The entire project, which the forest service has said is necessary for habitat improvement and forest health, will now included 368 acres in a bowl-shaped zone in the Pisgah National Forest visible from the Blue Ridge Parkway and Devil’s Courthouse.  ….”
Read entire article at http://www.citizen-times.com/article/20131216/NEWS/312160045/Parts-Courthouse-Creek-spared-logging

Collaboration conundrum Wilderness advocates sharply divided on ‘consensus’ proposals

Great Falls Tribune 12/15/2013
Excerpt:           “
At a June 8, 1997, gathering in Kalispell, former U.S. Forest Service Chief Jack Ward Thomas foretold a vision of the future for national forest management in Montana.According to a newspaper account of Thomas’ address to the Montana Logging Association, President Bill Clinton’s former forest chief predicted a “golden decade of conservation” in which environmental groups and timber interests would work side by side to reach “consensus” on the future of management of federal forest land.  ….”
Read entire article (lengthy) at http://www.greatfallstribune.com/apps/pbcs.dll/article?AID=2013312140020&nclick_check=1

Scientists Oppose Logging Bills in Congress

Associated Press 11/3/2013
Excerpt:      “
RENO, Nev. — More than 200 biologists, ecologists and other scientists are urging Congress to defeat legislation they say would destroy critical wildlife habitat by setting aside U.S. environmental laws to speed logging of burned trees at Yosemite National Park and other national forests and wilderness areas across the West.

The experts say two measures pushed by pro-logging interests ignore a growing scientific consensus that the burned landscape plays a critical role in forest regeneration and is home to many birds, bats and other species found nowhere else.   …”
Read entire article at http://www.flatheadbeacon.com/articles/article/scientists_oppose_logging_bills_in_congress/36344/

Forests: Does salvage logging in beetle-killed forests make economic sense for the Forest Service?

Summit County Voice 10/22/2013
Excerpt:       “FRISCO — A new Forest Service study confirms the conventional wisdom that, under current market conditions, salvage of beetle-killed timber in Colorado is not good for the agency’s bottom line.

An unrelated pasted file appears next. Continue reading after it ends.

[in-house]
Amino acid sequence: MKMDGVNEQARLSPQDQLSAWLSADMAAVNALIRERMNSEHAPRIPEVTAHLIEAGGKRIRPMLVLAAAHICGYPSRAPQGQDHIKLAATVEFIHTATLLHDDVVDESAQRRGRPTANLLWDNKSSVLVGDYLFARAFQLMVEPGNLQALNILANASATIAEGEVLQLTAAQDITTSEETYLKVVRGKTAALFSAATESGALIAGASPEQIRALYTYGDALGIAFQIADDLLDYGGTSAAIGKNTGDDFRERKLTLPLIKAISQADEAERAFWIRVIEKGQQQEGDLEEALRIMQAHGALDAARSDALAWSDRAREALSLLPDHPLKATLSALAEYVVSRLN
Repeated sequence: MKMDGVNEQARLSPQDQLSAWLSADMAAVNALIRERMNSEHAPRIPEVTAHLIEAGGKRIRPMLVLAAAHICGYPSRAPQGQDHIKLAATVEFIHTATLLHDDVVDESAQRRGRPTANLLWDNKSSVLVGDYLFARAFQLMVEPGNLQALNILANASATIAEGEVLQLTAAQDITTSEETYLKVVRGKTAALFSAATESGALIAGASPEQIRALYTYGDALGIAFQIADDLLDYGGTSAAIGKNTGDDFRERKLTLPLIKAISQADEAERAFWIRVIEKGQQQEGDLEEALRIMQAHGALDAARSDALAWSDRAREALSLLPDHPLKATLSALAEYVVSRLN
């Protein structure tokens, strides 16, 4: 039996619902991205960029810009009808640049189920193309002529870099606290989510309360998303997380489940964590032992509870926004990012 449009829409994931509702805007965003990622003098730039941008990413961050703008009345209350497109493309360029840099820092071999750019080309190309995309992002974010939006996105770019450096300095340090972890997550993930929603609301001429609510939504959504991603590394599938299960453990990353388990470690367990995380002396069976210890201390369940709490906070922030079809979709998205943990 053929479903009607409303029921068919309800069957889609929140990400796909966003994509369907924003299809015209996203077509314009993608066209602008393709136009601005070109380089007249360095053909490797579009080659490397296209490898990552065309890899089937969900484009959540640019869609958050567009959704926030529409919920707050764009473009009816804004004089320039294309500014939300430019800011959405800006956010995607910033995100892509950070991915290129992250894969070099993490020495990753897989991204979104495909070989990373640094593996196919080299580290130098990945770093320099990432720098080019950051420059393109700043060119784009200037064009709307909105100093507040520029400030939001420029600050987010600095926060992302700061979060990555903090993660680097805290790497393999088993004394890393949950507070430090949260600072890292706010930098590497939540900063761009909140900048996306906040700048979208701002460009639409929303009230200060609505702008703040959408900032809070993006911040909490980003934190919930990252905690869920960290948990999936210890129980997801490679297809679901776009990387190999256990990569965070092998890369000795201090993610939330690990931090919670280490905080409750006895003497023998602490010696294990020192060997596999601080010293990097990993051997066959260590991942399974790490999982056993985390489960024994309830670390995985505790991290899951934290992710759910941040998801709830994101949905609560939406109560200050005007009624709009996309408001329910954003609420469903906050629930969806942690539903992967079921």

The researchers evaluated potential potential revenues from harvesting standing timber killed by mountain pine beetle across the western United States. Positive net revenues are possible in regions with strong timber markets, including along the West Coast and in the northern Rockies.  The central Rocky Mountain states of Colorado, Utah, and Wyoming — which have the largest volume of standing dead timber — would not generate positive net revenues by salvaging beetle-killed timber, the study concluded.  ….”
Read entire article and find link to research report at http://summitcountyvoice.com/2013/10/22/forests-does-salvage-logging-in-beetle-killed-forests-make-economic-sense-for-the-forest-service/

New forest-restoration contract, same old problems

Arizona Republic Editorial 9/22/2013
Excerpt:     “
A new day is dawning for the nation’s most ambitious forest-restoration project.  Will it be as dismal, overcast and unproductive as all the previous days of the Four Forest Restoration Initiative? Despite ample reason for skepticism, we remain hopeful.

The U.S. Forest Service recently announced that after a two-month review, it has agreed to transfer the contract of a company hired to thin 300,000 forested acres in Arizona over 10 years. After nearly a year and a half on the job, the original contractor had thinned barely 1,000 acres and failed to secure financing to build a sawmill for its products.  …”
Read entire editorial at http://www.azcentral.com/opinions/articles/20130917forest-plan-needs-smarts-speed.html